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The Seemingly (un)Planned Urbanization in Chouf: Who Is the Planner?
Posted on Mar 24, 2021 |
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After the civil war (1975-1990), many regions in Lebanon, including the Chouf district, have been perceived as a patchwork of contested sectarian geographies. While the massacres of the civil war and the failed reconciliation and return attempts of the 1990s are not to be undermined, analyzing urbanization trends in Chouf merely from a sectarian lens today doesn’t take us far in understanding the challenges of urban planning in the district. The spatial manifestations of sectarianism ought not to be discussed as a given but rather as symptoms of a much more complex dynamic to be deconstructed through social and historical contextualization. While this is outside the scope of this short article, I aim instead to highlight other causes and consequences of what seems to be an unplanned urbanization in Chouf.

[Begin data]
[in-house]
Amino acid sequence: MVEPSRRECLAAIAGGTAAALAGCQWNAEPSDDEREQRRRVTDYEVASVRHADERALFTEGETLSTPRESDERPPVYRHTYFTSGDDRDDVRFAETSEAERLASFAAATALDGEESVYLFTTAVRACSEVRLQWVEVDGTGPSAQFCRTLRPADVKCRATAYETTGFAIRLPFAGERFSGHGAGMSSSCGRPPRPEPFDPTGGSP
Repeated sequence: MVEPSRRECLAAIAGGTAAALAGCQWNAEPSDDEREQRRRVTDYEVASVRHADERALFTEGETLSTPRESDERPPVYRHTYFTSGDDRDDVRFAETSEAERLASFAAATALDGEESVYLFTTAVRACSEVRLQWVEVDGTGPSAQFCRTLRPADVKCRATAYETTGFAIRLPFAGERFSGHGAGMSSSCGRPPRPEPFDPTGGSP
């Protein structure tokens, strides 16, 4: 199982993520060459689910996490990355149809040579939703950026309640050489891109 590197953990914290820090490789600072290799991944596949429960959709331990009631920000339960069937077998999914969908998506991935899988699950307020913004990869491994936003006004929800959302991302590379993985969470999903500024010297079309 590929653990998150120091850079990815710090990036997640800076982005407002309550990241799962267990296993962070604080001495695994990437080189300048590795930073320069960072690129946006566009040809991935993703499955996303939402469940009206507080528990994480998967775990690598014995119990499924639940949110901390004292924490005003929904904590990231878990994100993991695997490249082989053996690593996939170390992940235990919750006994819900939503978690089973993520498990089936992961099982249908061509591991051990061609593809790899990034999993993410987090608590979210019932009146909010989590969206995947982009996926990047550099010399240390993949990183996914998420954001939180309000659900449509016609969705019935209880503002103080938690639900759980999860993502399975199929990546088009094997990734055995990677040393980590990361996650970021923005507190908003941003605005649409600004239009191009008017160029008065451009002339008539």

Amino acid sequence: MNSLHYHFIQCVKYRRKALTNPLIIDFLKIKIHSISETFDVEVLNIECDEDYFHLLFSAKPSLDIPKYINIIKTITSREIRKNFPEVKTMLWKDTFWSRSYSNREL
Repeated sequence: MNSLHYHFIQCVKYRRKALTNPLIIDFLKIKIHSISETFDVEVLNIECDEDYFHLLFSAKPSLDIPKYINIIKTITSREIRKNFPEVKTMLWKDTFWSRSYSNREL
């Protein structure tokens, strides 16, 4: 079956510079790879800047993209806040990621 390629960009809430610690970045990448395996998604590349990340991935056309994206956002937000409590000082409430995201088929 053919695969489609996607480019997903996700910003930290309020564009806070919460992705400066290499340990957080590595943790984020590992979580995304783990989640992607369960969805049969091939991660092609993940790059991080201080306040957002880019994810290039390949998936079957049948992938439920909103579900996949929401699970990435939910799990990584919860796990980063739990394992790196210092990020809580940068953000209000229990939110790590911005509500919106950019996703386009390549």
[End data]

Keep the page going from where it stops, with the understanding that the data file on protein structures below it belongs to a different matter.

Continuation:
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The Seemingly (un)Planned Urbanization in Chouf: Who Is the Planner?
©Adra Kandil